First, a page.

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Tales of a Forgotten God

Expanding your cubicle of thought...

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A key part of being a writer is knowing how to accent a piece of written work with small details that add to the experience -- that, at least, is my philosophy. When creating your own little universe, you need to keep in mind every detail, even the smallest of them, that the reader may want to know instead of leaving them to assume it's how they normally perceive it.

I've done this with the concept of time in my own story.

As promised in...I believe yesterday's blog, I have a little something for you that I'm sure you'll have fun seeing, and please point out any flaws in it that you see, be they logic or grammar, and I'll do my best to fix it.

Enjoy:

[quote]I had read somewhere before that the twenty-four hour system was somewhat of a standard all throughout the multiverse, even in alternate dimensions existing closely to the knit fabric of reality. Thanks to the influence of [i]multiple[/i] planets, the standard was spread to every corner of space, and itís unlikely that there are [i]any[/i] orbiting bodies remaining that donít at least use it occasionally. While it was theorized to be put into practice by the Greek civilization on Earth, the idea was mutual throughout many galaxies, though the influence of Earth [i]did[/i] have some effects on alien species observing the planetís practices. Something worth mentioning, however, is that the traditional time system has been adjusted for use on several planets in order to fit the amount of time required for the planet to rotate completely on its axis; for a single day to pass, in other words. Enia, by mere coincidence and chance, retained the original system of twenty-four hours. However, the distance between the planet itself and the star it rotates around is enough insomuch that a total ofÖI believe it was four weeks and five days have been added to the normal, twelve-month calendar, giving Enia a total of thirteen months on its own charts Ė an interesting tidbit in relation to this is that, because of the spreading of Earthen knowledge and customs yet again, the names for the months and seasons on Enia are parallel to Earthís (I regret to say I donít clearly remember the name of the thirteenth month, though).[/quote]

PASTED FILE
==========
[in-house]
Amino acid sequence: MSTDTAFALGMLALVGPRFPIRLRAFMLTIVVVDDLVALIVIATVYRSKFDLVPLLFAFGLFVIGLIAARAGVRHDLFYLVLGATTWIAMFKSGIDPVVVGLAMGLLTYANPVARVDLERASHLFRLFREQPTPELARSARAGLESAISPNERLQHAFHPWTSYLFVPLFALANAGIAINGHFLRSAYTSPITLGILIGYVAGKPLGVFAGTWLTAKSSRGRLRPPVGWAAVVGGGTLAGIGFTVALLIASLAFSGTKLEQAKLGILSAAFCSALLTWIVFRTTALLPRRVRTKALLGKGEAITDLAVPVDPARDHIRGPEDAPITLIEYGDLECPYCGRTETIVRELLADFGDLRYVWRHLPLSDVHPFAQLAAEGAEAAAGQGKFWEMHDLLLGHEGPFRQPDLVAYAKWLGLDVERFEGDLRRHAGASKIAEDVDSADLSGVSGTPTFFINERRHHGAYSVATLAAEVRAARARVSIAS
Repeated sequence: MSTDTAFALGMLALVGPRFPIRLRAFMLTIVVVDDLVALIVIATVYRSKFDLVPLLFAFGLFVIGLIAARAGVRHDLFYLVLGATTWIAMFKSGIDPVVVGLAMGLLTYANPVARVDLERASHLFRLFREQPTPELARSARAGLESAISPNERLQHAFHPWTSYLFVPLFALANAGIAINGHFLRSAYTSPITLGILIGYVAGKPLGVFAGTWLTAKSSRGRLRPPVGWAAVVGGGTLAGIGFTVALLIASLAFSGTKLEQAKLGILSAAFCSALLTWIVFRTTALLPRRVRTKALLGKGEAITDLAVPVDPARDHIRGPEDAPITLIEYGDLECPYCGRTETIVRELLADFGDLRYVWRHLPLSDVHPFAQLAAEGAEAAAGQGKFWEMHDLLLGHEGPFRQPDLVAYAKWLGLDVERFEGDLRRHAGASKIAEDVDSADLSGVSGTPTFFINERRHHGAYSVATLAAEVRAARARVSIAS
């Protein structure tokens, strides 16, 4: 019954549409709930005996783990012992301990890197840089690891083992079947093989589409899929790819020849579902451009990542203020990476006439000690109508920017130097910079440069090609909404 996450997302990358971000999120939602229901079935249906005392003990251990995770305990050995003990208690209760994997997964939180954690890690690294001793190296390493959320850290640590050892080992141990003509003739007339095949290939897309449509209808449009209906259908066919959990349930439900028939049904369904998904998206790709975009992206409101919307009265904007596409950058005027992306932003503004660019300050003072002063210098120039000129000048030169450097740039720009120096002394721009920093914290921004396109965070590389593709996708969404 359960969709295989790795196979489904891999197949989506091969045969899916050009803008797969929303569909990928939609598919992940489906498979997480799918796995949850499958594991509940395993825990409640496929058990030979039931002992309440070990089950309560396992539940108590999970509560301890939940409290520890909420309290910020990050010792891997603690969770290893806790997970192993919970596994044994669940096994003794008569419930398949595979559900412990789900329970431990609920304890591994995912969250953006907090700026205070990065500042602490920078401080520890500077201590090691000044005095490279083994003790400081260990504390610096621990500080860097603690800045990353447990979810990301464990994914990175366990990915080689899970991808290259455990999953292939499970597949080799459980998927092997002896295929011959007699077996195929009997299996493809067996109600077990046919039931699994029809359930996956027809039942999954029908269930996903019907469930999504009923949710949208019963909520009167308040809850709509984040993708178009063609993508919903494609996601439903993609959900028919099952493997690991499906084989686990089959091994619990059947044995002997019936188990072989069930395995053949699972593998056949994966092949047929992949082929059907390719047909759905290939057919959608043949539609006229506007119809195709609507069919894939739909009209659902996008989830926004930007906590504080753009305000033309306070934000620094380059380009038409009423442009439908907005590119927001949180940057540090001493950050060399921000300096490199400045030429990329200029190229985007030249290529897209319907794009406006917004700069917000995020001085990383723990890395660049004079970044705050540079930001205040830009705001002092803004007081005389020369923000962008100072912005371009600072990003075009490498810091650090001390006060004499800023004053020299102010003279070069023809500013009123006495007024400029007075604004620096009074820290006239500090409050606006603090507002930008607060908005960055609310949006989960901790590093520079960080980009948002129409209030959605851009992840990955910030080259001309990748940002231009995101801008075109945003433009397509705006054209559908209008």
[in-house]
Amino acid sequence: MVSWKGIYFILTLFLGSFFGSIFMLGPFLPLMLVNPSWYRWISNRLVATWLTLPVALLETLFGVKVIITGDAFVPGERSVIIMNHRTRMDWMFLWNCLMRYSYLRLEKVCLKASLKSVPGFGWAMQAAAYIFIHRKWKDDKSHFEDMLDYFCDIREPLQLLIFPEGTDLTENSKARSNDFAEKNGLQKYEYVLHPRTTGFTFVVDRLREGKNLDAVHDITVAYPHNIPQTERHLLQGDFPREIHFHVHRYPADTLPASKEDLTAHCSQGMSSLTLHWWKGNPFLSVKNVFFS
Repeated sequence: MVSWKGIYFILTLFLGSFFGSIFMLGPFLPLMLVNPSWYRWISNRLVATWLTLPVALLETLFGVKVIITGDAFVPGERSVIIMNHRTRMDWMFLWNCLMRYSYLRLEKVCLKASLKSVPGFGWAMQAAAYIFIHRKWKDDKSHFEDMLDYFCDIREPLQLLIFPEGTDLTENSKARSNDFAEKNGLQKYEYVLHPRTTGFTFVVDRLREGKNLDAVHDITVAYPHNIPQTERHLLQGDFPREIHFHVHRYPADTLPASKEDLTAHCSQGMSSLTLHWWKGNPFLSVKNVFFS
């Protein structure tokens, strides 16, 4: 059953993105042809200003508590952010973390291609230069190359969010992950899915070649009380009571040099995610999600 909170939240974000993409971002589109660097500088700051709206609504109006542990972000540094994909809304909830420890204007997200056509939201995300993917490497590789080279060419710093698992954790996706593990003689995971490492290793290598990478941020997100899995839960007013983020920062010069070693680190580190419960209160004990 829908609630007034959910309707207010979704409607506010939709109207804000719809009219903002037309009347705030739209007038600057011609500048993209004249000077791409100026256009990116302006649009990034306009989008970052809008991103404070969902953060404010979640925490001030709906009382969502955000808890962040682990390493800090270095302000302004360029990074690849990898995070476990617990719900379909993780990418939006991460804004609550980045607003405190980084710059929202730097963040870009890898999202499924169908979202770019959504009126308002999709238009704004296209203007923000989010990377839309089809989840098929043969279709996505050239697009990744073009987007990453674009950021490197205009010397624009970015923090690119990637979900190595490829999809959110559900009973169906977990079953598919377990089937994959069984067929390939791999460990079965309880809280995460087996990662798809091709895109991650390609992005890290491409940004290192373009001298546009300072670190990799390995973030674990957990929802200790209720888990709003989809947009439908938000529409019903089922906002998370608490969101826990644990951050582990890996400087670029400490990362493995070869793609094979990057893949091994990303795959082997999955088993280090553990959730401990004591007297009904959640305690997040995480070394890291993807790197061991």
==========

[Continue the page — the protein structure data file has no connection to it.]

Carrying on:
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  1. Dawes's Avatar
    I don't venture to point out any flaws in it, as honestly, that's not my place, and I don't see any! And even if there were, the flaws would be appreciated -- developing a world around a whole new system of time and science is a difficult thing, and a very involved one! I believe it's things like this that really set fantasy writers in their own art -- one must consciously be able to create, command, and make logical the laws by which that world abides, and never break them. Many writers learn the rules of their world from birth, but a fantasy writer has the ability, if they're willing to undertake the challenge, to toss that all about!

    One of my favorite parts of fantasy writing is to take familiarities that every reader will recognize and twist them. This is much of the reason why I'm enjoying the Emperor series so much -- not only does the author focus on the historical aspects of Julius Caeser's life, but he's also introducing magic and fantasy intrigue into a real-life setting.

    Great job on your time explanation and the time you took delving into it, Cen! I'm excited to see it in action in the story!
  2. Cen Aeonis's Avatar
    That's the thing I love about fantasy: it can be logical, but it doesn't strictly have to be. :3 I'm actually very glad I decided to type out this small segment for my work, as I feel it will inevitably help build the feel for my created story universe as time progresses.

    And thank you, Rance, for your kind words, once again.
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